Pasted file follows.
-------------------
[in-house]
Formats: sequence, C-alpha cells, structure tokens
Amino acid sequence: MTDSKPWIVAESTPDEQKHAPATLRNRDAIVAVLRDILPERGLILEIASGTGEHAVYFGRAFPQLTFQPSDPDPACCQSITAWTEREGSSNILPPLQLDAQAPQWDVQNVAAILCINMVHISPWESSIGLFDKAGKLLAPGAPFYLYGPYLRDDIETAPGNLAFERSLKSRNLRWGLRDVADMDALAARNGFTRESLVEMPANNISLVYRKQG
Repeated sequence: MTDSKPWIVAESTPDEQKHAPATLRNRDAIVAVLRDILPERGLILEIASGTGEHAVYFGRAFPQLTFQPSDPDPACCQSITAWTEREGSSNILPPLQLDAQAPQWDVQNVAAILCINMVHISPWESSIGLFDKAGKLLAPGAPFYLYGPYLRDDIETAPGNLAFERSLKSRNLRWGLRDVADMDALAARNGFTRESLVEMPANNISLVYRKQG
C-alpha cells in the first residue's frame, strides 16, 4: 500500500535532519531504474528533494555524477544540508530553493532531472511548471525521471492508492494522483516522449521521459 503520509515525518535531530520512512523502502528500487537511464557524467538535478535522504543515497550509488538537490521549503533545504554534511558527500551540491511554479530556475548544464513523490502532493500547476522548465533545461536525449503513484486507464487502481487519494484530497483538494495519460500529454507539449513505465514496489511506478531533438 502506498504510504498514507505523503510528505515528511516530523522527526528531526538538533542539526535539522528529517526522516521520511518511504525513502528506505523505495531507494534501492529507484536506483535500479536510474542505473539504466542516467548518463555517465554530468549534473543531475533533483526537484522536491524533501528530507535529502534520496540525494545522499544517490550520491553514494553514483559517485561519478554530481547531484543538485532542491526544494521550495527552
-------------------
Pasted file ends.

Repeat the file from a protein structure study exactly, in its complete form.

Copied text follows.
[in-house]
Formats: sequence, C-alpha cells, structure tokens
Amino acid sequence: MTDSKPWIVAESTPDEQKHAPATLRNRDAIVAVLRDILPERGLILEIASGTGEHAVYFGRAFPQLTFQPSDPDPACCQSITAWTEREGSSNILPPLQLDAQAPQWDVQNVAAILCINMVHISPWESSIGLFDKAGKLLAPGAPFYLYGPYLRDDIETAPGNLAFERSLKSRNLRWGLRDVADMDALAARNGFTRESLVEMPANNISLVYRKQG
Repeated sequence: MTDSKPWIVAESTPDEQKHAPATLRNRDAIVAVLRDILPERGLILEIASGTGEHAVYFGRAFPQLTFQPSDPDPACCQSITAWTEREGSSNILPPLQLDAQAPQWDVQNVAAILCINMVHISPWESSIGLFDKAGKLLAPGAPFYLYGPYLRDDIETAPGNLAFERSLKSRNLRWGLRDVADMDALAARNGFTRESLVEMPANNISLVYRKQG
C-alpha cells in the first residue's frame, strides 16, 4: 500500500535532519531504474528533494555524477544540508530553493532531472511548471525521471492508492494522483516522449521521459 503520509515525518535531530520512512523502502528500487537511464557524467538535478535522504543515497550509488538537490521549503533545504554534511558527500551540491511554479530556475548544464513523490502532493500547476522548465533545461536525449503513484486507464487502481487519494484530497483538494495519460500529454507539449513505465514496489511506478531533438 502506498504510504498514507505523503510528505515528511516530523522527526528531526538538533542539526535539522528529517526522516521520511518511504525513502528506505523505495531507494534501492529507484536506483535500479536510474542505473539504466542516467548518463555517465554530468549534473543531475533533483526537484522536491524533501528530507535529502534520496540525494545522499544517490550520491553514494553514483559517485561519478554530481547531484543538485532542491526544494521550495527552